Here’s a bit of not so positive news, that I think people should still know- if you don’t want to- skip this paragraph. Have you seen ads for air fresheners lately? Even I’ve seen some on the internet.  1,4-Dichlorobenzene (1,4,-DCB) is a chemical found in the majority of air fresheners, toilet deodorizers, and mothballs.  It can be found in the blood of 96% of Americans.  It has been linked to lung damage, is a known carcinogen, and it is actually an EPA-registered pesticide.  Studies found it to increase rates of asthma. It works by attacking the receptors in the nose, and thus eliminates the sense of smell.  This is how the new generation of air “fresheners”, such as Febreze, function.  They are literally using chemicals to destroy customer’s sense of smell, and thereby creating the illusion of “freshness”.  The user only smells an air freshener for the first minute or so, after spraying these chemicals, then the nose cannot smell anymore.  These chemicals cause intentional damage to the nose, which is claimed to be temporary.  No long term studies have been done to test the effect to one’s senses with chronic exposure.  Remember that anything inhaled is immediately absorbed into the blood through the lungs.  No tests have been conducted for cancers or organ failure with extended usage. (this is the source of this information:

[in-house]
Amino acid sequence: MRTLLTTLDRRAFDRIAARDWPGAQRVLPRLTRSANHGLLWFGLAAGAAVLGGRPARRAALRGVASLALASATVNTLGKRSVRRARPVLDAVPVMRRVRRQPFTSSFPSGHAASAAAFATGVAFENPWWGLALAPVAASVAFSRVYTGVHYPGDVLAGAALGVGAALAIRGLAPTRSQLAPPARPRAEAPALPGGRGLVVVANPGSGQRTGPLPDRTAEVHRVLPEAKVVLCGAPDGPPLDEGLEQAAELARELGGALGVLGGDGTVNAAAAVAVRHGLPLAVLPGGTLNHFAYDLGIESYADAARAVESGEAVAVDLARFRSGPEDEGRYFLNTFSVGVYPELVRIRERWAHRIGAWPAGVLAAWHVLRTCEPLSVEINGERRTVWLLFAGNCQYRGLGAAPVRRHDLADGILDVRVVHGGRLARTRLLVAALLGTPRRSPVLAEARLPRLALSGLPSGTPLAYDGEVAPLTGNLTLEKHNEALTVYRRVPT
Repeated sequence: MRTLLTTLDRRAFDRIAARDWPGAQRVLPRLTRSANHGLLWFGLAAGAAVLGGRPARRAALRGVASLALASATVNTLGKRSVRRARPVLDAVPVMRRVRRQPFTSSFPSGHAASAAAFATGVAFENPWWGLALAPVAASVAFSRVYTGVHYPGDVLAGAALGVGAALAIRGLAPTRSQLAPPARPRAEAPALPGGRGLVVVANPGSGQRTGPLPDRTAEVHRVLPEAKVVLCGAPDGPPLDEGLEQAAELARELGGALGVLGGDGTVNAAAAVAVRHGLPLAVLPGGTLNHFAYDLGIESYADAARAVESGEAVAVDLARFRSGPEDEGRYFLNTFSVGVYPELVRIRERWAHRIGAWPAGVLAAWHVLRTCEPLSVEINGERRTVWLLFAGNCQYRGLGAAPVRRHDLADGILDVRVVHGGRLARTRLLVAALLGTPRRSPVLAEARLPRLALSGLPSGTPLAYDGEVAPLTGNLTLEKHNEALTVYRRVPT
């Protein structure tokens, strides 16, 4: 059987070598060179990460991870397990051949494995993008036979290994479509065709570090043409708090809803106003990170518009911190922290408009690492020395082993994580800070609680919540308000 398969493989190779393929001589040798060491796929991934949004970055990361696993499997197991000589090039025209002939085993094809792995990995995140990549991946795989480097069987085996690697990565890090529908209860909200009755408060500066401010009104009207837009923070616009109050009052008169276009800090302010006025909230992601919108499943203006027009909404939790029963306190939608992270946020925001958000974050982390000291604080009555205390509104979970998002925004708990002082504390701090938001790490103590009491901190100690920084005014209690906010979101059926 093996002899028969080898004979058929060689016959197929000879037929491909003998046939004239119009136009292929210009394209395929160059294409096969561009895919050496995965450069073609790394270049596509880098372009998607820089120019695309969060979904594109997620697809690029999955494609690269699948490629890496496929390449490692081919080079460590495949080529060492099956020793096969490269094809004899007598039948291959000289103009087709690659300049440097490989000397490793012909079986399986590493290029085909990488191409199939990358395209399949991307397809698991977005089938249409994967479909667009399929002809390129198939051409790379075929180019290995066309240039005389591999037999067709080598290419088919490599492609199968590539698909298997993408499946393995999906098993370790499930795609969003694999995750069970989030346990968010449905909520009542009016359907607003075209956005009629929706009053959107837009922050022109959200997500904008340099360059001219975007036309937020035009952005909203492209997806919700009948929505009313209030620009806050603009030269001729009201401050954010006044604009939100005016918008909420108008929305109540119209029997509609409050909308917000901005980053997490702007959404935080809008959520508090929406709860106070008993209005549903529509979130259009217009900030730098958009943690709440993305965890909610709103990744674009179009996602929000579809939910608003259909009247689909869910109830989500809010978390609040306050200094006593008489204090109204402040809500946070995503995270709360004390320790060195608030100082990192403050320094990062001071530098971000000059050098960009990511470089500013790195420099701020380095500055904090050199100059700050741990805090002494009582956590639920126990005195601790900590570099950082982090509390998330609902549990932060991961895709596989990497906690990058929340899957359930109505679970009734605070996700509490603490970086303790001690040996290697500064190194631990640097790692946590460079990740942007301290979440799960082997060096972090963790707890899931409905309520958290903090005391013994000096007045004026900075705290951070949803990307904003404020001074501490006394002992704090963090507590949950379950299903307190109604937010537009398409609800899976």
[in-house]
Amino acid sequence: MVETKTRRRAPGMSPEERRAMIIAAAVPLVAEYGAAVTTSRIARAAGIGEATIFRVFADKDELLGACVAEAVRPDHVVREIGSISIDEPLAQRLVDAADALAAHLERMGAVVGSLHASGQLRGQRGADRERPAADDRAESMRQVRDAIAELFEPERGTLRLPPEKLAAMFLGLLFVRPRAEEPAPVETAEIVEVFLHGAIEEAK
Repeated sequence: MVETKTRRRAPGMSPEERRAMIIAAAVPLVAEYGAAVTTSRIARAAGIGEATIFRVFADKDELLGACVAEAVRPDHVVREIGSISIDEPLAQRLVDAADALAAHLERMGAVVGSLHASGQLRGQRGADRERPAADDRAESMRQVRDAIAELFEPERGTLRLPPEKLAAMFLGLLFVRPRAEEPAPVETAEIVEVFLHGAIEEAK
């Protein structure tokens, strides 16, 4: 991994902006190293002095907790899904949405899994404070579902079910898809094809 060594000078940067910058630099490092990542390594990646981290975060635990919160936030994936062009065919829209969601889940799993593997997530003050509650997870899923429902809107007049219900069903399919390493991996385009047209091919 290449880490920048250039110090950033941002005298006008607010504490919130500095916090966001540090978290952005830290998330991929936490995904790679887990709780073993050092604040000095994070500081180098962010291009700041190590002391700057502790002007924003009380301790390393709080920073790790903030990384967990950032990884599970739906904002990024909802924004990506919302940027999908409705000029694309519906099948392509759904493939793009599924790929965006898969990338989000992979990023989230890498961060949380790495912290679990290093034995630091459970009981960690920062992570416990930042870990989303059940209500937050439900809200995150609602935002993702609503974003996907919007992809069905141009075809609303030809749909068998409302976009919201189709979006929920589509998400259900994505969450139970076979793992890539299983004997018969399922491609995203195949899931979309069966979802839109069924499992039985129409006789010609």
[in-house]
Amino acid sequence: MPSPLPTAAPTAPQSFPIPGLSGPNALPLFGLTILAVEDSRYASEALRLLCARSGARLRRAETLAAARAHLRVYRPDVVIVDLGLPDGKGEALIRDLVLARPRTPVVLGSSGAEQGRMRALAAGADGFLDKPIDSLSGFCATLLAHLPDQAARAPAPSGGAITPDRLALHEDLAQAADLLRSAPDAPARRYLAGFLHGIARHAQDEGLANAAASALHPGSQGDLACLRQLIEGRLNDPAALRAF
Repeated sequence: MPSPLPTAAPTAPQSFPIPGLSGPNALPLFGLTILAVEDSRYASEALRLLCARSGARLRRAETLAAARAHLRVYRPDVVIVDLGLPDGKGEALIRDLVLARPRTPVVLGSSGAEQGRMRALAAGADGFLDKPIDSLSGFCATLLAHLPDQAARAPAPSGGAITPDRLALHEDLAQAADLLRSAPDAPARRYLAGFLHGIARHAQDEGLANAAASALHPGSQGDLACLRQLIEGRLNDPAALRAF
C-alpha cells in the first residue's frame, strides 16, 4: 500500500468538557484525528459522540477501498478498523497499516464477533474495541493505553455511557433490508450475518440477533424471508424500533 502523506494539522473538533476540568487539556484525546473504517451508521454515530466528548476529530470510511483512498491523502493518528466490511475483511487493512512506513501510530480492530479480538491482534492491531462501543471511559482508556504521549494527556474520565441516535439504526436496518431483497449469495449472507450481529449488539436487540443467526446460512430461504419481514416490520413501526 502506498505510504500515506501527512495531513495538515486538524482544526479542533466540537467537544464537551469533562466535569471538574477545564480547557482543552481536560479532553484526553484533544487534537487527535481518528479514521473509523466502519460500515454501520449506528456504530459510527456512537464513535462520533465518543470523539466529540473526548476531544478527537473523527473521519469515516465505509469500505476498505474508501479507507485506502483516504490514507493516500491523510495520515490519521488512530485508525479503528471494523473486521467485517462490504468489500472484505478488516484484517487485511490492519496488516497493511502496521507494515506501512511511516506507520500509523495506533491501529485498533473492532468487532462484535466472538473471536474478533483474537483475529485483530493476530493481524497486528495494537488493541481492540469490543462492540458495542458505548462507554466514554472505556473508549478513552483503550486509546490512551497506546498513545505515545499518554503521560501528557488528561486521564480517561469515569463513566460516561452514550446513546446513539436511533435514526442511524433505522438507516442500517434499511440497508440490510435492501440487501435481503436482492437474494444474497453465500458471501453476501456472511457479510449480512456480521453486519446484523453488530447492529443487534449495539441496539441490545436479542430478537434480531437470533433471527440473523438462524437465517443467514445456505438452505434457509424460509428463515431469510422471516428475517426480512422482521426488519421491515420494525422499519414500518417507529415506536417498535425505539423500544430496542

http://healthwyze.org/index.php/how-air-fresheners-are-killing-you.html?sms_ss=facebook&at_xt=4d682d2bdc78dba2%2C0   ) I’ve never used them because I thought a cover up was foolish- clean it instead. But this is worse than covering up. People just don’t know what they’re using. Sigh. I remember how annoyed I was when I discovered that the reason MSG made food taste more intensely was because it was a meat tenderizer and was dissolving the surface off your taste buds down to a more sensitive level. My sister use to love just licking it off her hand! And mother used to let her! We all assume everything around us is safe!

Back to more up-beat stuff!